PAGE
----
Who's afraid of test automation?

What's a manager or engineer to do if he genuinely wants to automate part or all of his test procedures? The answer does not lie in improving the current methods by which most automation tool vendors and in-house projects approach the problem. Instead, the requirement calls for a new approach based on the creation of basic building blocks that are repeatedly reused to create test automations with little or no need for coding knowledge.

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When Aristotle said, "We are what we repeatedly do. Excellence, then, is not an act but a habit,” he probably wasn't thinking about automated network testing… but the truth in his words rings loudly in every testing environment and QA lab today. In thousands of telecom provider and manufacturer testing labs, both management and engineers face the daunting task of testing and validating components and infrastructures by performing hundreds of thousands of repetitive actions and procedures. The ongoing proper execution of these actions is essential to ensure the quality of the network and products under test.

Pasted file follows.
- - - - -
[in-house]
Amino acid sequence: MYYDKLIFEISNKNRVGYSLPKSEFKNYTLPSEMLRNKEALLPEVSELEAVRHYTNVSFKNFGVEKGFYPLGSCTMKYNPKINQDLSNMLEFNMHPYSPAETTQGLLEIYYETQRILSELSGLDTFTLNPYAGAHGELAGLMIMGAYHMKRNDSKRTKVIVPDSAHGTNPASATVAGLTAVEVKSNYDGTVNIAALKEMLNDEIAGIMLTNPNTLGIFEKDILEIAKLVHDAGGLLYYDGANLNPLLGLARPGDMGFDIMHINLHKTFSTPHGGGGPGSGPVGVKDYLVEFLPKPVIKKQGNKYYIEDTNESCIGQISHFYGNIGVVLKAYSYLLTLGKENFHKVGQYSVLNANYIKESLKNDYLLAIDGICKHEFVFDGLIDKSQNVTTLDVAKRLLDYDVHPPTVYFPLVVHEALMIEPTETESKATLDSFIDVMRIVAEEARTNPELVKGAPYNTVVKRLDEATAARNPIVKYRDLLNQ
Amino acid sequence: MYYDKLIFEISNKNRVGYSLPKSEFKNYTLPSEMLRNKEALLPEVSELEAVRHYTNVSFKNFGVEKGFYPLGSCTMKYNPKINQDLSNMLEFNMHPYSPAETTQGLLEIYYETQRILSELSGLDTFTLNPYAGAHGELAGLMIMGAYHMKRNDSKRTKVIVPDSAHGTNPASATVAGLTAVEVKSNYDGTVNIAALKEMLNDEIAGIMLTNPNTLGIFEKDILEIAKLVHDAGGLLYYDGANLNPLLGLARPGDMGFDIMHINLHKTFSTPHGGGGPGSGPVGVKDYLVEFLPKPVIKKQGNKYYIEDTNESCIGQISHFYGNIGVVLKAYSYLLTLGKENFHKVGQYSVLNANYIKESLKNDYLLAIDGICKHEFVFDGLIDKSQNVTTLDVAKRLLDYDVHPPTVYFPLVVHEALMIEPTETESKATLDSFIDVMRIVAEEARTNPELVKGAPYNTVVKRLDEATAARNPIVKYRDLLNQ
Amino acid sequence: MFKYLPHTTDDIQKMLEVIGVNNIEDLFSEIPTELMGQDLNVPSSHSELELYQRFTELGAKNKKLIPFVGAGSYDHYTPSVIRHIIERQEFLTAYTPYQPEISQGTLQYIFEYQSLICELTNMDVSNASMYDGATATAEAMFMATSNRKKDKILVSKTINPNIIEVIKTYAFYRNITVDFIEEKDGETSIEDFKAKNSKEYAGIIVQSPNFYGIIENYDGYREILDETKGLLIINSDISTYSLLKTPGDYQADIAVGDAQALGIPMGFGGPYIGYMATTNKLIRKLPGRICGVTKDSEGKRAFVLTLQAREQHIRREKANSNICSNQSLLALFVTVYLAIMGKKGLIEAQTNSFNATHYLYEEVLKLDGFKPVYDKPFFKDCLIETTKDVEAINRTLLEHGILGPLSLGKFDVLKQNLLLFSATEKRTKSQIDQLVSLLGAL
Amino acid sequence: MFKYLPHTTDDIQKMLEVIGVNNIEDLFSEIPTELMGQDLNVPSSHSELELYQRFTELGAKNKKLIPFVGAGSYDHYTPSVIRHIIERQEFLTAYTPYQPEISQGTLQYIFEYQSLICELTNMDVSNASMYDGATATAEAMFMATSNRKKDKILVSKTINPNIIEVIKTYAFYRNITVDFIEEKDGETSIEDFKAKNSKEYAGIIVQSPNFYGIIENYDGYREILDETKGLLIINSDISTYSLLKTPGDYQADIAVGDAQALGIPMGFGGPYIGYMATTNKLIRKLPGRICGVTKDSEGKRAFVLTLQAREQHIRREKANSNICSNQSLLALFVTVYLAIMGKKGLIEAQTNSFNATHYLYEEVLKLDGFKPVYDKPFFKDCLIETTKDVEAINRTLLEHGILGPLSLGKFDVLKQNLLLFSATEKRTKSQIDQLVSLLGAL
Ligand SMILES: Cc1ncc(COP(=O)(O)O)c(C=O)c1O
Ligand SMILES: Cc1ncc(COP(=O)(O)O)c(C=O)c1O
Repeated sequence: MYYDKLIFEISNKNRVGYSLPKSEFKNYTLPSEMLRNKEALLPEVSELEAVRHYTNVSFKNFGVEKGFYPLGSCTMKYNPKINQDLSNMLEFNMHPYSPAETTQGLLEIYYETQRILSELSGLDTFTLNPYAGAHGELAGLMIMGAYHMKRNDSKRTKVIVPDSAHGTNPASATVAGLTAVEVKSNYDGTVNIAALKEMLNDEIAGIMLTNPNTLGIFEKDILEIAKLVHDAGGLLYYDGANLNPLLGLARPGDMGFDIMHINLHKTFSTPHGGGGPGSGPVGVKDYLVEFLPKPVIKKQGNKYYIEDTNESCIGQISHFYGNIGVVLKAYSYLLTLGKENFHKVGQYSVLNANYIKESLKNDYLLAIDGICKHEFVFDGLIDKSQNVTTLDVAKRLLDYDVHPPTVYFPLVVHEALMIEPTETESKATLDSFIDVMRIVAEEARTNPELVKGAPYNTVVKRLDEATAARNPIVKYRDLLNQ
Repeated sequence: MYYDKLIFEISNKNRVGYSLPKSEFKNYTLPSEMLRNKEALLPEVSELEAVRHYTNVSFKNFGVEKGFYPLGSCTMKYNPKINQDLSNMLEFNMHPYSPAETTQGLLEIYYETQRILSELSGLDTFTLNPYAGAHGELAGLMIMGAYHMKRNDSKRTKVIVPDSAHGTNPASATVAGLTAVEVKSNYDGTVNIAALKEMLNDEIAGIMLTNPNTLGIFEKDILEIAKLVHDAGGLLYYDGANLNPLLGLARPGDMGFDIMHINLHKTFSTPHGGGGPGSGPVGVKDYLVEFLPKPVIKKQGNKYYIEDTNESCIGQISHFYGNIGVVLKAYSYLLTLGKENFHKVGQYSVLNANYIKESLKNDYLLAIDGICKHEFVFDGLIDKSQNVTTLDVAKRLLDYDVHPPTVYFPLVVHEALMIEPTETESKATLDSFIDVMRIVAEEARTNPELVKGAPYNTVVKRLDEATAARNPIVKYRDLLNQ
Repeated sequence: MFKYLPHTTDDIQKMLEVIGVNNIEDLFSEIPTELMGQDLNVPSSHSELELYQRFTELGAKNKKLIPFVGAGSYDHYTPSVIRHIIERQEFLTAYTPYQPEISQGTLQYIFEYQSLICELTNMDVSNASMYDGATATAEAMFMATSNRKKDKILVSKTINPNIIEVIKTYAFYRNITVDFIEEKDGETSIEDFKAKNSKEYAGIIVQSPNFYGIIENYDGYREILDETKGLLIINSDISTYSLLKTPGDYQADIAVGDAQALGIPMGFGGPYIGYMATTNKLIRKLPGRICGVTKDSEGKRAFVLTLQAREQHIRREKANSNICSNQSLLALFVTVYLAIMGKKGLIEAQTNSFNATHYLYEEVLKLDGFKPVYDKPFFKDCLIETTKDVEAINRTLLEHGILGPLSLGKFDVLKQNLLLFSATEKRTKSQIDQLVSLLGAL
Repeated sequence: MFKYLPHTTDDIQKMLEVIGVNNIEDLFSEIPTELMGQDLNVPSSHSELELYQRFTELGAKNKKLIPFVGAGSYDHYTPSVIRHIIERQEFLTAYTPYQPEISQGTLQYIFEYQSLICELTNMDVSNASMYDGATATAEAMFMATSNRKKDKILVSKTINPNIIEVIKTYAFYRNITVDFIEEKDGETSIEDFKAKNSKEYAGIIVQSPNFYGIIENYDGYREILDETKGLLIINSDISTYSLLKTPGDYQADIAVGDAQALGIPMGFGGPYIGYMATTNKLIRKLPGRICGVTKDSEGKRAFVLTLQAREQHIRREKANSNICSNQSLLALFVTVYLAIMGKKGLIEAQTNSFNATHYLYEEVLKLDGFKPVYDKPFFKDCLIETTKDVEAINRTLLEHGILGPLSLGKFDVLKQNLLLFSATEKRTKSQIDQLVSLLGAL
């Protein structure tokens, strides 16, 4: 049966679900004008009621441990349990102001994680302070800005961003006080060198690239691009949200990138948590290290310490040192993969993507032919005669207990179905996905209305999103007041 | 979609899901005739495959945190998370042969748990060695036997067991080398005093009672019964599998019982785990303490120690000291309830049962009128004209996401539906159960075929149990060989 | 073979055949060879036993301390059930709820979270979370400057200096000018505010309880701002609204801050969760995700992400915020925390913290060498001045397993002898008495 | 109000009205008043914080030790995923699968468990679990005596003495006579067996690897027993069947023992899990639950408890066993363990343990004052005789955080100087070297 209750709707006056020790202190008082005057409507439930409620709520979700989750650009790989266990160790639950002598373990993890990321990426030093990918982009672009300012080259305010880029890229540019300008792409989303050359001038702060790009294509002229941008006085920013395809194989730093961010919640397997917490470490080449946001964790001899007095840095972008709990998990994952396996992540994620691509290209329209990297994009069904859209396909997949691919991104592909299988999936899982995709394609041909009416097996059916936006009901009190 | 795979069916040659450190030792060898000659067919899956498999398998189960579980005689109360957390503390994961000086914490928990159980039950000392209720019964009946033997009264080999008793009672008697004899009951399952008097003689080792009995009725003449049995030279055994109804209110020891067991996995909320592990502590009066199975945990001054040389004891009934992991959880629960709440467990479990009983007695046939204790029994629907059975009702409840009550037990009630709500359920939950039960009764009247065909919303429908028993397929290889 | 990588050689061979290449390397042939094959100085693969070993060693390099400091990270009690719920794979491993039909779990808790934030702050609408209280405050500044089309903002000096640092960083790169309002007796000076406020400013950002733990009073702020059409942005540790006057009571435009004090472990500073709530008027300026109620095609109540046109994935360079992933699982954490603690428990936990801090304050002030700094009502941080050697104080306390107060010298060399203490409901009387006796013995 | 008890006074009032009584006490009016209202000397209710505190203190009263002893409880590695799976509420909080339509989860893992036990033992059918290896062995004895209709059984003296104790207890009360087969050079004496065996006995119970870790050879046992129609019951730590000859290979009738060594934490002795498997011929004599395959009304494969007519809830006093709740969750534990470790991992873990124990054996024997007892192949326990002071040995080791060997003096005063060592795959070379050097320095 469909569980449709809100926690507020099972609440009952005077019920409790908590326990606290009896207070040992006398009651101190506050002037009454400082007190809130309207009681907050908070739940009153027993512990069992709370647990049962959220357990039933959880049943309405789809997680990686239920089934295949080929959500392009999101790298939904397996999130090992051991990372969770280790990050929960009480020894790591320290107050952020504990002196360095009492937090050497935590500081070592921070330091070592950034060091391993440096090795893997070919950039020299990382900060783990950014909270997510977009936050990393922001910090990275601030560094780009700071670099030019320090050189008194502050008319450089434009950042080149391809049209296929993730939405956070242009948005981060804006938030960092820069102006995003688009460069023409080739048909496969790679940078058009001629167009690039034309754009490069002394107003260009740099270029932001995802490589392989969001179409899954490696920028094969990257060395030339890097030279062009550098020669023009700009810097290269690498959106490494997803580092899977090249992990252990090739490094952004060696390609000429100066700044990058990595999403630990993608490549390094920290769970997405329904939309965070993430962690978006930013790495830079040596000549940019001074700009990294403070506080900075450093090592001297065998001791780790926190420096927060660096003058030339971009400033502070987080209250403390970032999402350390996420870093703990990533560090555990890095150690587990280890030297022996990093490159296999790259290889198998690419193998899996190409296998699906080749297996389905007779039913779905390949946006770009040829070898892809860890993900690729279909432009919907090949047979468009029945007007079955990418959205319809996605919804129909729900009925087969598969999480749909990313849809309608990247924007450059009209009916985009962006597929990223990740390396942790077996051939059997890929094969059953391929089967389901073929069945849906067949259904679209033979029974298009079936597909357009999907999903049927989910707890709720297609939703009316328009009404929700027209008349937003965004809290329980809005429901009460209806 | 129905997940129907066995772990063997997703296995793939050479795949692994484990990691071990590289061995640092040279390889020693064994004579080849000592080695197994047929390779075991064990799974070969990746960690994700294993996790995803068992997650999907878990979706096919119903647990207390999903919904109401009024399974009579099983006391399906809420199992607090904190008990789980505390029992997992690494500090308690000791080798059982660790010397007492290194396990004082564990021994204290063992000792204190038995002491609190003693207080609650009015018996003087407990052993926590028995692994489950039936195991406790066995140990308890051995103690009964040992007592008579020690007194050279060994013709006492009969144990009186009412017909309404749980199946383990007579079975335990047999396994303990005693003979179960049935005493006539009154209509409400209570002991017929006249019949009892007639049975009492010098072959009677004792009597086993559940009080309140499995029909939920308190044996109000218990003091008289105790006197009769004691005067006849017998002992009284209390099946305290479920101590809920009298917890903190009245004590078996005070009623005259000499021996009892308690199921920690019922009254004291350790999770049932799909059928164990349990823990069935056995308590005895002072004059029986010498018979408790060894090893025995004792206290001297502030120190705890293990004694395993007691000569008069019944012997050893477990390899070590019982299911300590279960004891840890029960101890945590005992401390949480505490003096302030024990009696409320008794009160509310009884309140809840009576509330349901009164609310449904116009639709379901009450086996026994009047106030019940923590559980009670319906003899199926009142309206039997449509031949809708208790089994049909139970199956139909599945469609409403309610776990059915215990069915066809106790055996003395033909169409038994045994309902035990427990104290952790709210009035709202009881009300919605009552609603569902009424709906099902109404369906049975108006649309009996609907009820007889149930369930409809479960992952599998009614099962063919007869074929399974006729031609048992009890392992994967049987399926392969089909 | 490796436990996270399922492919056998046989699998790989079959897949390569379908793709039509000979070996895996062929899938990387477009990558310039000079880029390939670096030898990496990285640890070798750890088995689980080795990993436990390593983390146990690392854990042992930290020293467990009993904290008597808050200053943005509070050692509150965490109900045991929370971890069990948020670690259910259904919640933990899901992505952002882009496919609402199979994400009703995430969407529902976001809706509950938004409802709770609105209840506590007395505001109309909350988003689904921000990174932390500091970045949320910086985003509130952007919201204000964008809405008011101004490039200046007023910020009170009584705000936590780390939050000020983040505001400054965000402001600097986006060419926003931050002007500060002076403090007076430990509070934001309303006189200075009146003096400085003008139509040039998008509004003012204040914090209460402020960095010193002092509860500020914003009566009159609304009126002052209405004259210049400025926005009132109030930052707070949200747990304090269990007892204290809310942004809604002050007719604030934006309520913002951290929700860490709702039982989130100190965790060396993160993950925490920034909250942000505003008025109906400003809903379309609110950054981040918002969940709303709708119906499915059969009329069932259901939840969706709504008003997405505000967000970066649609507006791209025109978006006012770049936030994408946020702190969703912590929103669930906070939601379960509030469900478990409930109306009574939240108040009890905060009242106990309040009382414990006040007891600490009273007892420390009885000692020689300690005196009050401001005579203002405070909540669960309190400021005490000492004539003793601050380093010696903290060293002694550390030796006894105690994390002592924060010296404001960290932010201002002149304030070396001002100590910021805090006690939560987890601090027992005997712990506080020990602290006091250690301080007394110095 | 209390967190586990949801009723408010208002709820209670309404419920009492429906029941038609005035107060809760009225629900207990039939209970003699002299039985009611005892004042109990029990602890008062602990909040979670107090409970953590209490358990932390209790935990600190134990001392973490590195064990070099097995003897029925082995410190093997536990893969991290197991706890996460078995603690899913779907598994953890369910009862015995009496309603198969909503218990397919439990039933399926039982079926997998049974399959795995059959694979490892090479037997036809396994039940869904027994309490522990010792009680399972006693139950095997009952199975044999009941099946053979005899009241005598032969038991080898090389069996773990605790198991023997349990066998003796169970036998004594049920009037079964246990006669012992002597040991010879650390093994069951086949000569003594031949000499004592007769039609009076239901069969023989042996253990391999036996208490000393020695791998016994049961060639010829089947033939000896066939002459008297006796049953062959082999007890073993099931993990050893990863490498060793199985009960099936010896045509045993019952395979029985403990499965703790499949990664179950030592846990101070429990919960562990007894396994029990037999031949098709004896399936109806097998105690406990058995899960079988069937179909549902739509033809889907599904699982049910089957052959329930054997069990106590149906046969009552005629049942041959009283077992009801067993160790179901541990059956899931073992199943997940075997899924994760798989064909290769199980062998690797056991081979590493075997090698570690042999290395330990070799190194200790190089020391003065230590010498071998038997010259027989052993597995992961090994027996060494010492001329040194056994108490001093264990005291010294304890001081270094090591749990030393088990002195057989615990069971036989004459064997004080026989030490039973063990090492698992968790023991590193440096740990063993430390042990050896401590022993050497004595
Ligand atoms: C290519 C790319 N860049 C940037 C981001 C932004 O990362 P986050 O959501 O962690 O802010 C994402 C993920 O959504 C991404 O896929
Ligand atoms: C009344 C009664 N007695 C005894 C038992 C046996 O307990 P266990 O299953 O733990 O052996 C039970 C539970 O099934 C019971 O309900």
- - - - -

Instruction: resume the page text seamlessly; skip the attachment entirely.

Unfortunately, most of these procedures are script-based and not reusable; every small change in an element or network layout requires manual retyping of the script. When the question of automating these processes arises, more often than not test teams shy away from the subject. And not without reason. Problematic past experiences naturally raise skepticism regarding the possibility of creating user-friendly, cost-saving automated frameworks in even the most seasoned testing personnel. These experiences may include: